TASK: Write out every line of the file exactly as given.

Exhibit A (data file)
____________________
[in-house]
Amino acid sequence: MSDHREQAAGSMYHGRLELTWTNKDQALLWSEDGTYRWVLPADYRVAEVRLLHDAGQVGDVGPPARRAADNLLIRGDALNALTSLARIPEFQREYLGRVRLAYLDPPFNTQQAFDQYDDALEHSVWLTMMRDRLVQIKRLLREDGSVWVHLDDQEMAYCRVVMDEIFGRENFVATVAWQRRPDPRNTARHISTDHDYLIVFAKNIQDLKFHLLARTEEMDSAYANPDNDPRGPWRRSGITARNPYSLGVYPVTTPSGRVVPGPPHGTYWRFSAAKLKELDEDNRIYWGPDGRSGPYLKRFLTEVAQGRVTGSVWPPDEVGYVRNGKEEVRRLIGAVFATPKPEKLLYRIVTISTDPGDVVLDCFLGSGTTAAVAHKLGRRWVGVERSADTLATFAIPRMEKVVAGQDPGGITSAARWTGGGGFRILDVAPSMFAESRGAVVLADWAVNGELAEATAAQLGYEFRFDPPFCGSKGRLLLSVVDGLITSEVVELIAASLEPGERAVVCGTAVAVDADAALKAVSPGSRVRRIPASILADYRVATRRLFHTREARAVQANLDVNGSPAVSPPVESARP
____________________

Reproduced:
[in-house]
Amino acid sequence: MSDHREQAAGSMYHGRLELTWTNKDQALLWSEDGTYRWVLPADYRVAEVRLLHDAGQVGDVGPPARRAADNLLIRGDALNALTSLARIPEFQREYLGRVRLAYLDPPFNTQQAFDQYDDALEHSVWLTMMRDRLVQIKRLLREDGSVWVHLDDQEMAYCRVVMDEIFGRENFVATVAWQRRPDPRNTARHISTDHDYLIVFAKNIQDLKFHLLARTEEMDSAYANPDNDPRGPWRRSGITARNPYSLGVYPVTTPSGRVVPGPPHGTYWRFSAAKLKELDEDNRIYWGPDGRSGPYLKRFLTEVAQGRVTGSVWPPDEVGYVRNGKEEVRRLIGAVFATPKPEKLLYRIVTISTDPGDVVLDCFLGSGTTAAVAHKLGRRWVGVERSADTLATFAIPRMEKVVAGQDPGGITSAARWTGGGGFRILDVAPSMFAESRGAVVLADWAVNGELAEATAAQLGYEFRFDPPFCGSKGRLLLSVVDGLITSEVVELIAASLEPGERAVVCGTAVAVDADAALKAVSPGSRVRRIPASILADYRVATRRLFHTREARAVQANLDVNGSPAVSPPVESARP